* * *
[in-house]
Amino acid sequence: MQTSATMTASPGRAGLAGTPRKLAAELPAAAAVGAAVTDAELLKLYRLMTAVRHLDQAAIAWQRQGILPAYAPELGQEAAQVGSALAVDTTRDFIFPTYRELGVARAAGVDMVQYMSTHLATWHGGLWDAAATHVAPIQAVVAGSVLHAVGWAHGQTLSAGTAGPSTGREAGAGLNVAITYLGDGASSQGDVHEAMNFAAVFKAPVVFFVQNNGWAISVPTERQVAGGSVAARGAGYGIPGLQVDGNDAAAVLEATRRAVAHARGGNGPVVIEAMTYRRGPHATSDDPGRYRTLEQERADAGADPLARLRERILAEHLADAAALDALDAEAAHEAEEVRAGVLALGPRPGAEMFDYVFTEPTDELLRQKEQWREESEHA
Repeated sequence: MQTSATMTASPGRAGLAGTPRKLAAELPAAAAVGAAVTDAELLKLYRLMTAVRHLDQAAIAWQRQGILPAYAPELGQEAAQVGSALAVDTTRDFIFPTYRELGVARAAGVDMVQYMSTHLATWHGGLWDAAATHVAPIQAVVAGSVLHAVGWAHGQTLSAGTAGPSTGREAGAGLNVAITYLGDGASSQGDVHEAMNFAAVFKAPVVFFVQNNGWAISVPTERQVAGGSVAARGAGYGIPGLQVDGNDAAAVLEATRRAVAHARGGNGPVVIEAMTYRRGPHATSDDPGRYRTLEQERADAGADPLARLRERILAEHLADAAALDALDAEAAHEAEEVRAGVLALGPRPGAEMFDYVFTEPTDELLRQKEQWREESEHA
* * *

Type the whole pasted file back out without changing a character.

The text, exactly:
[in-house]
Amino acid sequence: MQTSATMTASPGRAGLAGTPRKLAAELPAAAAVGAAVTDAELLKLYRLMTAVRHLDQAAIAWQRQGILPAYAPELGQEAAQVGSALAVDTTRDFIFPTYRELGVARAAGVDMVQYMSTHLATWHGGLWDAAATHVAPIQAVVAGSVLHAVGWAHGQTLSAGTAGPSTGREAGAGLNVAITYLGDGASSQGDVHEAMNFAAVFKAPVVFFVQNNGWAISVPTERQVAGGSVAARGAGYGIPGLQVDGNDAAAVLEATRRAVAHARGGNGPVVIEAMTYRRGPHATSDDPGRYRTLEQERADAGADPLARLRERILAEHLADAAALDALDAEAAHEAEEVRAGVLALGPRPGAEMFDYVFTEPTDELLRQKEQWREESEHA
Repeated sequence: MQTSATMTASPGRAGLAGTPRKLAAELPAAAAVGAAVTDAELLKLYRLMTAVRHLDQAAIAWQRQGILPAYAPELGQEAAQVGSALAVDTTRDFIFPTYRELGVARAAGVDMVQYMSTHLATWHGGLWDAAATHVAPIQAVVAGSVLHAVGWAHGQTLSAGTAGPSTGREAGAGLNVAITYLGDGASSQGDVHEAMNFAAVFKAPVVFFVQNNGWAISVPTERQVAGGSVAARGAGYGIPGLQVDGNDAAAVLEATRRAVAHARGGNGPVVIEAMTYRRGPHATSDDPGRYRTLEQERADAGADPLARLRERILAEHLADAAALDALDAEAAHEAEEVRAGVLALGPRPGAEMFDYVFTEPTDELLRQKEQWREESEHA